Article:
Finding the best living situation for yourself or aging loved ones can be a struggle for many families as they wade through different options. While we are active proponents of happier aging at home, this post is not meant to persuade you to always use home care. We’re here to be a resource for you, to help you (or your loved one) age the way you want—with choice and dignity—in a place where you want to be.
We’ve identified 7 aspects we know to be essential when comparing in-home care vs an assisted living facility (ALF). Let’s take a look:
Consider the space where you or your loved one will feel most comfortable and what their preferred size of living area is.
- In-home Care – Primary place of residence. First floor bedroom or a first floor room to put a bed is highly beneficial, as is first floor bathroom. Home is, of course, as big or small as you have.
- Assisted Living Facility – Square footage generally ranges from 250sq. ft. to 600 sq. ft. for a room. ALFs vary widely in room options (private, double occupancy, multi-room suites).
Managing medications is a crucial part of a care plan. Both in-home care and assisted living facilities can excel at staying on top of a client’s medications.
- In-home Care – Skilled home health agencies (like Nurse Next Door Delaware) can provide and administer medications. Additional resources that can verify medications are taken (i.e., like the Livi or a Medication Compliance program from SafeinHome) can help your loved one stay medication compliant at home.
- Assisted Living Facility – Nurses oversee and administer medications. For most assisted living facilities, the more medications your loved one has, the higher the monthly cost of care.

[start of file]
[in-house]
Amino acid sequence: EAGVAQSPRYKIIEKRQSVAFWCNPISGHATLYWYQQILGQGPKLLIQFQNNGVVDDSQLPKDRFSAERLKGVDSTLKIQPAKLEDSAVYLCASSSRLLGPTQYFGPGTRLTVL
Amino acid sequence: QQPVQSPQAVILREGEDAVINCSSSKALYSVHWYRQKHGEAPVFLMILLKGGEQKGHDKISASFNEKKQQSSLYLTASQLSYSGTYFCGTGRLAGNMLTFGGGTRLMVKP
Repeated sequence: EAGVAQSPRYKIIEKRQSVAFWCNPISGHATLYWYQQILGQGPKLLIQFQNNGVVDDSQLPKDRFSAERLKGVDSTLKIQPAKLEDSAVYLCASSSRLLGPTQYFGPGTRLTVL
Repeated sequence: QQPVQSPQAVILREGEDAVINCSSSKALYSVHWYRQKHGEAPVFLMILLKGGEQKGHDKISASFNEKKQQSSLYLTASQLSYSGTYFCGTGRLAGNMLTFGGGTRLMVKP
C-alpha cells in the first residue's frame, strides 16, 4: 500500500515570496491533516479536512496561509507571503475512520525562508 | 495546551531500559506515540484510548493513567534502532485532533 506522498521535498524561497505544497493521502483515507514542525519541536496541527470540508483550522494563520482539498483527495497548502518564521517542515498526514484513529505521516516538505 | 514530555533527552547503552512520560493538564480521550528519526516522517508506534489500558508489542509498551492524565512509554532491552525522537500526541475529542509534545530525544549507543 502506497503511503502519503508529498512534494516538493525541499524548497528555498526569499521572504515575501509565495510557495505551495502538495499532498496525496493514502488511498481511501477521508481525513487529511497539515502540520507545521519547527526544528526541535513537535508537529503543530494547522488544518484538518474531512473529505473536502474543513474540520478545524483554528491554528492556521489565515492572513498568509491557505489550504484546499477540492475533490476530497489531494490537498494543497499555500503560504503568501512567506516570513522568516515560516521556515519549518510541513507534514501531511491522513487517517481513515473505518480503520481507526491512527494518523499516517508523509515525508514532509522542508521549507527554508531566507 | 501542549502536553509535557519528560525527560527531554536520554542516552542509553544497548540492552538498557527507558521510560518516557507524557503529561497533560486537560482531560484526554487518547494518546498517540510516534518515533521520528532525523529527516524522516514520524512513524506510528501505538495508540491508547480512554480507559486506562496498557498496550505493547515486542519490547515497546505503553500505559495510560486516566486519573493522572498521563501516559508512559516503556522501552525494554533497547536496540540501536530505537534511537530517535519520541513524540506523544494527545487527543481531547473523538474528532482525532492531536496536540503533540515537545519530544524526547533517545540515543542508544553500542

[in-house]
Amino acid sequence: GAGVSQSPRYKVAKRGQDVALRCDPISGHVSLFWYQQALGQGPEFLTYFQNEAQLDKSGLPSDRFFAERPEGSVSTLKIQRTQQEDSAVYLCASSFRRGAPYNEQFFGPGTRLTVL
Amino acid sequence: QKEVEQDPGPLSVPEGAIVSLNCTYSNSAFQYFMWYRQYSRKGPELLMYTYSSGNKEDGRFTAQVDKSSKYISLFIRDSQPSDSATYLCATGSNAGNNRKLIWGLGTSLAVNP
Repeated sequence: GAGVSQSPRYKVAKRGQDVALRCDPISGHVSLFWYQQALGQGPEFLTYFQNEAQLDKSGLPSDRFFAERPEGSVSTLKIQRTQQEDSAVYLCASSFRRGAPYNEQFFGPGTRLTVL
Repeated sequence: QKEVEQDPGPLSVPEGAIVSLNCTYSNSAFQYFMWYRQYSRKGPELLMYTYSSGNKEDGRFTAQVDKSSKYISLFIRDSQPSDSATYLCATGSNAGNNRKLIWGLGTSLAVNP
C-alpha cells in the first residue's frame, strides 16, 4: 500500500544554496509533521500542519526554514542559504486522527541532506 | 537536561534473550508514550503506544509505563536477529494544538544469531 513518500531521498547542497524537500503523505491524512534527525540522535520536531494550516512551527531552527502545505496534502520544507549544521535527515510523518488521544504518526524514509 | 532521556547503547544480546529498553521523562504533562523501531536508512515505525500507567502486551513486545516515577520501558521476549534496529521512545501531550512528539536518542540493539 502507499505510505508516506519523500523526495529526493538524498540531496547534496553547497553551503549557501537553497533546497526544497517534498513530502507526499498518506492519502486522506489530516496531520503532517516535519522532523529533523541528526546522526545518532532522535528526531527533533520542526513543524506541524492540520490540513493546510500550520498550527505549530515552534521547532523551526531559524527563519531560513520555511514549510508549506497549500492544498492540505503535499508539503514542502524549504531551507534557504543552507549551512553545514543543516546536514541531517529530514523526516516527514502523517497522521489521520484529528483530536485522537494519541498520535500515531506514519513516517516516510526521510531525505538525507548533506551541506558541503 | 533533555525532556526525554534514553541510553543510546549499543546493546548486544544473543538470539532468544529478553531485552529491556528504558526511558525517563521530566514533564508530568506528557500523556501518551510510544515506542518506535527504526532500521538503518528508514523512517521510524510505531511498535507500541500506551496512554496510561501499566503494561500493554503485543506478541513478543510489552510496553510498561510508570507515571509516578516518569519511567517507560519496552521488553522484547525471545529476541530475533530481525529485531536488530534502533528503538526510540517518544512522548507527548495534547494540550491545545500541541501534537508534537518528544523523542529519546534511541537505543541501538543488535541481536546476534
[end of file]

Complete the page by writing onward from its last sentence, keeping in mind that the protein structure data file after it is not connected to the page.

Time with friends and family. Exercise classes. Church gatherings. Pursuing a favorite pastime. Socialization opportunities such as these promote physical, mental, and cognitive benefits for seniors.
- In-home Care – Socialization in the home setting is focused on encouraging family and friends to come to your loved one’s home or having your loved one venture out for lunch dates, bus trips, exercise classes or any social event (if physically able).
- Assisted Living Facility – Socialization in the assisted living setting is easy because it’s quite accessible. Most assisted livings have an activities director to coordinate activities ranging from chair yoga to playing games to watching a school choir come and perform. This is a perk to living at an ALF.
Evaluation, prevention, and early detection are the pillars of safety whether in the home or in an assisted living facility.
- In-home Care – Prevention and early detection are the main focus around safety in the home. Even with a person present 24/7, Mom or Dad could still have a fall related to a variety of environmental and physical factors. In-home care agencies help clients create a safe environment in their homes by:
- Performing a Home Safety Evaluations and making adjustments
- Creating a care plan with physical exercises and the use of adaptive equipment
- Taking advantage of early detection devices that detect and send alerts in the case of a fall (SafeinHome is one example).
- Assisted Living Facility – Just like in-home care, prevention and early detection are the goals of an assisted living facility. An ALF is designed to keep clients as independent as possible, which means they often don’t have any more oversight than an individual would in a home environment. Systems like SafeinHome can work in an ALF just like it can in the home. Something to be aware of: Safety precautions often aren’t as customizable in an ALF as they are in a home environment.